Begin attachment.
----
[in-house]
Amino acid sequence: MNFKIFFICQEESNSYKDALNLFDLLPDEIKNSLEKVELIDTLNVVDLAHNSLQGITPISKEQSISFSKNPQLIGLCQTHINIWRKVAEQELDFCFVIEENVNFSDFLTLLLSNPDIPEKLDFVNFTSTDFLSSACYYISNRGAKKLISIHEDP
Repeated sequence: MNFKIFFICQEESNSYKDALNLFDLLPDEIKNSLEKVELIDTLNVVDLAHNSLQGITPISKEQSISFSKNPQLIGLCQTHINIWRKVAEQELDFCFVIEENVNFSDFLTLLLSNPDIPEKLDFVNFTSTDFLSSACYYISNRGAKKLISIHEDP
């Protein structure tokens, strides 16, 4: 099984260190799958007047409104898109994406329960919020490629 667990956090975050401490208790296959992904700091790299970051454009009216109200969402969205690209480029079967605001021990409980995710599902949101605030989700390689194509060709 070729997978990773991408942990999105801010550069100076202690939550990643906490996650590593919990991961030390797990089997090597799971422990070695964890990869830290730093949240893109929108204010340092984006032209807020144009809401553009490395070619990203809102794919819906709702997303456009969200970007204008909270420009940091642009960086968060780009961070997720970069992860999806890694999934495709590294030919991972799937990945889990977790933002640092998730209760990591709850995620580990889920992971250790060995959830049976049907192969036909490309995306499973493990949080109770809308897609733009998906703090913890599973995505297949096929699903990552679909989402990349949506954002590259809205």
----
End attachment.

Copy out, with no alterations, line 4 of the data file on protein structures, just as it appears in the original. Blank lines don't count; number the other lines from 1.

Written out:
């Protein structure tokens, strides 16, 4: 099984260190799958007047409104898109994406329960919020490629 667990956090975050401490208790296959992904700091790299970051454009009216109200969402969205690209480029079967605001021990409980995710599902949101605030989700390689194509060709 070729997978990773991408942990999105801010550069100076202690939550990643906490996650590593919990991961030390797990089997090597799971422990070695964890990869830290730093949240893109929108204010340092984006032209807020144009809401553009490395070619990203809102794919819906709702997303456009969200970007204008909270420009940091642009960086968060780009961070997720970069992860999806890694999934495709590294030919991972799937990945889990977790933002640092998730209760990591709850995620580990889920992971250790060995959830049976049907192969036909490309995306499973493990949080109770809308897609733009998906703090913890599973995505297949096929699903990552679909989402990349949506954002590259809205």